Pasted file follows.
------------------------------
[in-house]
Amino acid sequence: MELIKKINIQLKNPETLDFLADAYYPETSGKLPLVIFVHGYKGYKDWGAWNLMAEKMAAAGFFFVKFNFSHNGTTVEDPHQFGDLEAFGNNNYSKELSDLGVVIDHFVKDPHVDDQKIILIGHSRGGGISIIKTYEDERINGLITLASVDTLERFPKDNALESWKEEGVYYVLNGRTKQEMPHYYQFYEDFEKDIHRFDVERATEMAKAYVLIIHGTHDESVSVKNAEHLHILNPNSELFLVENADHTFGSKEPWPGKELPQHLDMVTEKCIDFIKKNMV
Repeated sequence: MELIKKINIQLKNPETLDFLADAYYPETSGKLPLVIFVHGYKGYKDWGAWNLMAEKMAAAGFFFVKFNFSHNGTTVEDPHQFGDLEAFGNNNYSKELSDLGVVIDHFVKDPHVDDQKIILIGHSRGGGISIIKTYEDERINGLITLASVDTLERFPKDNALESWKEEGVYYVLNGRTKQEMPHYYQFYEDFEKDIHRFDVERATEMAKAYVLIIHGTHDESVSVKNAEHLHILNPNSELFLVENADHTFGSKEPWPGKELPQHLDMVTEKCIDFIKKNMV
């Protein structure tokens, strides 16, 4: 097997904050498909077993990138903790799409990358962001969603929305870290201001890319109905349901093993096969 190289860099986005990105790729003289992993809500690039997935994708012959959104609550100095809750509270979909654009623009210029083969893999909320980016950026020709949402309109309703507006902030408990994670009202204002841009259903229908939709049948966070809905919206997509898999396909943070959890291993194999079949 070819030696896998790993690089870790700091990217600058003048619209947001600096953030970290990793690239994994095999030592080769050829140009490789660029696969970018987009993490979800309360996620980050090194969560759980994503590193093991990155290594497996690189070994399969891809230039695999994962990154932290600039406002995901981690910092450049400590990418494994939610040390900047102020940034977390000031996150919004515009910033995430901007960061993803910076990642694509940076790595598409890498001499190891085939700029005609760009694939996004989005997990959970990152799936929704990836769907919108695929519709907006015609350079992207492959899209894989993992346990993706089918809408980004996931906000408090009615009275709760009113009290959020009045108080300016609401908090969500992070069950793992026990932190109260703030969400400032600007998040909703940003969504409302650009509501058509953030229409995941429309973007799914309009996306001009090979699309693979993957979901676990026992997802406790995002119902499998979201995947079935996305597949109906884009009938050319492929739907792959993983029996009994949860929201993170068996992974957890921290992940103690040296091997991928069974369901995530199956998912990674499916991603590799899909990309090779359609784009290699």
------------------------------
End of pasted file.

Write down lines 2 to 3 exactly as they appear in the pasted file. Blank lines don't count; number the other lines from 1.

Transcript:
Amino acid sequence: MELIKKINIQLKNPETLDFLADAYYPETSGKLPLVIFVHGYKGYKDWGAWNLMAEKMAAAGFFFVKFNFSHNGTTVEDPHQFGDLEAFGNNNYSKELSDLGVVIDHFVKDPHVDDQKIILIGHSRGGGISIIKTYEDERINGLITLASVDTLERFPKDNALESWKEEGVYYVLNGRTKQEMPHYYQFYEDFEKDIHRFDVERATEMAKAYVLIIHGTHDESVSVKNAEHLHILNPNSELFLVENADHTFGSKEPWPGKELPQHLDMVTEKCIDFIKKNMV
Repeated sequence: MELIKKINIQLKNPETLDFLADAYYPETSGKLPLVIFVHGYKGYKDWGAWNLMAEKMAAAGFFFVKFNFSHNGTTVEDPHQFGDLEAFGNNNYSKELSDLGVVIDHFVKDPHVDDQKIILIGHSRGGGISIIKTYEDERINGLITLASVDTLERFPKDNALESWKEEGVYYVLNGRTKQEMPHYYQFYEDFEKDIHRFDVERATEMAKAYVLIIHGTHDESVSVKNAEHLHILNPNSELFLVENADHTFGSKEPWPGKELPQHLDMVTEKCIDFIKKNMV